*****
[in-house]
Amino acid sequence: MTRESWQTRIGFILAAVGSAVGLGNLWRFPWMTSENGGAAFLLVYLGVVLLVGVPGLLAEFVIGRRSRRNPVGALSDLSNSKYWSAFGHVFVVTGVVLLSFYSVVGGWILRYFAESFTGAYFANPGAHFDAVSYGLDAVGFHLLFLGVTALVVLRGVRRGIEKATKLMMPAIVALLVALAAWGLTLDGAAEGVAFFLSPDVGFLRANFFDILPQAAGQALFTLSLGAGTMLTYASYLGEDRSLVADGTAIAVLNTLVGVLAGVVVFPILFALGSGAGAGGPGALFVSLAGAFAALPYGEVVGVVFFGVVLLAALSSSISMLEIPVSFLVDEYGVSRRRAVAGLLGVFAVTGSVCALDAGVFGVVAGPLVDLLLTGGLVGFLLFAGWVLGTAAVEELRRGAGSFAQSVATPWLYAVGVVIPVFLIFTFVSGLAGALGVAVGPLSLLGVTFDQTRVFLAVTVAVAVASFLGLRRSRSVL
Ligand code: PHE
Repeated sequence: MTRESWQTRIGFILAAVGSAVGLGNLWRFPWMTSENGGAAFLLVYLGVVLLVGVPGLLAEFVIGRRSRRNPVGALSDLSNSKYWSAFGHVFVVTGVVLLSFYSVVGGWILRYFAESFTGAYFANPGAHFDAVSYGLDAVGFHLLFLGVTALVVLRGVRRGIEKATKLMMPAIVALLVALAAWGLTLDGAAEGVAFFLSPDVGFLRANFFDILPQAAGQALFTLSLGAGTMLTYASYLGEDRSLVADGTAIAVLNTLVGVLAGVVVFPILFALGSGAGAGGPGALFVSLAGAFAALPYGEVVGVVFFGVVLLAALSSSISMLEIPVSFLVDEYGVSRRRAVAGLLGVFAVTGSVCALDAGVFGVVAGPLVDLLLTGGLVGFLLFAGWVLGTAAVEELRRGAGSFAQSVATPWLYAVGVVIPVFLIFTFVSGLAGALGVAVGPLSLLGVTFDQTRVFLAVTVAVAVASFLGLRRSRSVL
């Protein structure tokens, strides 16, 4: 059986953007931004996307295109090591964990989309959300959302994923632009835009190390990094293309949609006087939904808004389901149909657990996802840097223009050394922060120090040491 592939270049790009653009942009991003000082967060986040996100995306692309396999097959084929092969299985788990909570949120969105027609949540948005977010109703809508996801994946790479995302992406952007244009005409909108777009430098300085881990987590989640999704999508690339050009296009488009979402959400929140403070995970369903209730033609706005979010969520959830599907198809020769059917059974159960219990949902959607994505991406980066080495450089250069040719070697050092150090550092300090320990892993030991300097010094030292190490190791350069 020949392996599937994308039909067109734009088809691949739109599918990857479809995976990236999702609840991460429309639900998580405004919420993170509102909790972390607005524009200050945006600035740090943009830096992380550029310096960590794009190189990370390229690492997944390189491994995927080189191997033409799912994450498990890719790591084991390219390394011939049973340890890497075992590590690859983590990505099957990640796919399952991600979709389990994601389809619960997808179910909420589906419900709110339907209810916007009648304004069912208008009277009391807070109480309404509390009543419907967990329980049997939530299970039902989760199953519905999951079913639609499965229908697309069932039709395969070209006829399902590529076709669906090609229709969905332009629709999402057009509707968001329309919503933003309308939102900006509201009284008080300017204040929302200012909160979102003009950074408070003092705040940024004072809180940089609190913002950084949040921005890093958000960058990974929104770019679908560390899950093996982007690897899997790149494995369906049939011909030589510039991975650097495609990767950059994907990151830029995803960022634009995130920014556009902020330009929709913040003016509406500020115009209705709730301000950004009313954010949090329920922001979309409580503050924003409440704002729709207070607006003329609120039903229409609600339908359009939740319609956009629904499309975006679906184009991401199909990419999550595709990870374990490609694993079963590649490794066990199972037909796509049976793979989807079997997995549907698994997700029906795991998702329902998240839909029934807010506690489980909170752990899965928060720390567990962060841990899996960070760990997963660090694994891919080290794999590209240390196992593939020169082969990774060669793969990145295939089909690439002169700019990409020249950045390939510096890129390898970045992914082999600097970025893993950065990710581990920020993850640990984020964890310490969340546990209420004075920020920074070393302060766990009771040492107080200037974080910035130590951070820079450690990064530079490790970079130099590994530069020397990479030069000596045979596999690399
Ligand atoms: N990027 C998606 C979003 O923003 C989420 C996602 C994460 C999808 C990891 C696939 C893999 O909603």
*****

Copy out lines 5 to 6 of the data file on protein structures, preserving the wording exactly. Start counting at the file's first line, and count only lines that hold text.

């Protein structure tokens, strides 16, 4: 059986953007931004996307295109090591964990989309959300959302994923632009835009190390990094293309949609006087939904808004389901149909657990996802840097223009050394922060120090040491 592939270049790009653009942009991003000082967060986040996100995306692309396999097959084929092969299985788990909570949120969105027609949540948005977010109703809508996801994946790479995302992406952007244009005409909108777009430098300085881990987590989640999704999508690339050009296009488009979402959400929140403070995970369903209730033609706005979010969520959830599907198809020769059917059974159960219990949902959607994505991406980066080495450089250069040719070697050092150090550092300090320990892993030991300097010094030292190490190791350069 020949392996599937994308039909067109734009088809691949739109599918990857479809995976990236999702609840991460429309639900998580405004919420993170509102909790972390607005524009200050945006600035740090943009830096992380550029310096960590794009190189990370390229690492997944390189491994995927080189191997033409799912994450498990890719790591084991390219390394011939049973340890890497075992590590690859983590990505099957990640796919399952991600979709389990994601389809619960997808179910909420589906419900709110339907209810916007009648304004069912208008009277009391807070109480309404509390009543419907967990329980049997939530299970039902989760199953519905999951079913639609499965229908697309069932039709395969070209006829399902590529076709669906090609229709969905332009629709999402057009509707968001329309919503933003309308939102900006509201009284008080300017204040929302200012909160979102003009950074408070003092705040940024004072809180940089609190913002950084949040921005890093958000960058990974929104770019679908560390899950093996982007690897899997790149494995369906049939011909030589510039991975650097495609990767950059994907990151830029995803960022634009995130920014556009902020330009929709913040003016509406500020115009209705709730301000950004009313954010949090329920922001979309409580503050924003409440704002729709207070607006003329609120039903229409609600339908359009939740319609956009629904499309975006679906184009991401199909990419999550595709990870374990490609694993079963590649490794066990199972037909796509049976793979989807079997997995549907698994997700029906795991998702329902998240839909029934807010506690489980909170752990899965928060720390567990962060841990899996960070760990997963660090694994891919080290794999590209240390196992593939020169082969990774060669793969990145295939089909690439002169700019990409020249950045390939510096890129390898970045992914082999600097970025893993950065990710581990920020993850640990984020964890310490969340546990209420004075920020920074070393302060766990009771040492107080200037974080910035130590951070820079450690990064530079490790970079130099590994530069020397990479030069000596045979596999690399
Ligand atoms: N990027 C998606 C979003 O923003 C989420 C996602 C994460 C999808 C990891 C696939 C893999 O909603």